What are the benefits of family and community connections?
There are numerous benefits from well-implemented school and community partnership programs. They include increased student attendance, higher achievement and report-card grades, a sense of greater security, fewer behavioral problems, and an increase in positive attitudes about school and homework.
Sue Doubler, a Project Director of TERC Student and Scientist Partnership Conference talks about a project that involves local scientists in the classroom. She also talks about combining assessment in this program.
Research also finds that parent participation tends to decline as students get older, unless school programs are put in place to encourage it. Affluent communities tend to have better connections to schools. Poorer communities need to organize programs that reach out to parents to increase involvement. Poorer communities tend to have more negative perceptions about parent involvement; this is largely because without a planned program, contacts tend to occur only when students have problems or are in trouble.
The studies also find that most families are concerned with their children's education and want to help them succeed in school. Just about all teachers and administrators express interest in increased parental and community involvement. Despite their common interest in helping children succeed, however, teachers and parents may not communicate with each other, in part because of past fears and frustrations experienced by both sides. Good family-and-school partnership programs work to overcome these challenges, so that all parents can be involved in their children's education across the grades in positive ways. Planned partnership programs are needed to ensure equal participation by school, family, and community -- rich or poor.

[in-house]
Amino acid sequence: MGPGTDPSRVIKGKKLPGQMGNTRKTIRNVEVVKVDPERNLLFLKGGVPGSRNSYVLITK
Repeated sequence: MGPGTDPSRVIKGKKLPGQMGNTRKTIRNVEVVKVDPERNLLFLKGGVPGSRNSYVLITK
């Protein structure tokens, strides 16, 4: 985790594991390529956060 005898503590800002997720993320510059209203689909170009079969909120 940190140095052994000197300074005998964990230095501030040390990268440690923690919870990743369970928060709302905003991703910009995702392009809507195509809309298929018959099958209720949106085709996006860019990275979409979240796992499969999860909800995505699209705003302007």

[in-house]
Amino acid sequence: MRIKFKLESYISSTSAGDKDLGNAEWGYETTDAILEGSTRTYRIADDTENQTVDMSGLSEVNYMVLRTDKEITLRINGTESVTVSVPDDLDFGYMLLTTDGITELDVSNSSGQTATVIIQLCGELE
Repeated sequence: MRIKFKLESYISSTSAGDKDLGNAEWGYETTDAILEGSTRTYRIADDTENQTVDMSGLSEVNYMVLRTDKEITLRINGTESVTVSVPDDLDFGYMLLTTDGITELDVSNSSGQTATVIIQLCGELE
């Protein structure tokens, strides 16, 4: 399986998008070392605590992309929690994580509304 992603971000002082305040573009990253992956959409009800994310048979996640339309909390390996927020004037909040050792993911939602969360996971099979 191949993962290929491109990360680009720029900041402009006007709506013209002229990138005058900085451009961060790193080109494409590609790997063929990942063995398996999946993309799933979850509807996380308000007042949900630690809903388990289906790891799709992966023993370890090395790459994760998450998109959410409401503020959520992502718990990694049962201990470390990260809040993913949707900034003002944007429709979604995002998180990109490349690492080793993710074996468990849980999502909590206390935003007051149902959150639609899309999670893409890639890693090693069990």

Another benefit of these programs is to help educators and families cope in an increasingly diverse society. According to a recent article "Quality Counts," "nearly 1/3 of school age children in the United States are members of minority groups compared with 12% of teachers. The proportion of African Americans in the teaching force has declined in recent years and that of Latino teachers has increased only slightly. But the percentage of K-12 students who are members of minority groups is in the midst of a long and steep incline." (EDUCATION WEEK, 1/13/00. v. 19.no. 18. p.32) Working together can help teachers, parents, and students find common ground and avoid the pitfalls that can occur when people misunderstand the motivations and ideas of those from other cultures.
Recent research has also demonstrated an important role for fathers in helping increase student achievement. Children whose fathers are involved with schools have a higher likelihood of getting better grades than those whose mothers alone are involved. Children whose fathers are involved are also less likely to get suspended or expelled in middle and high school. Because many traditional programs for "parental involvement" have really meant "maternal involvement," it is important that family and school connection programs reach out to fathers and work to include them in as many types of school-related activities as possible.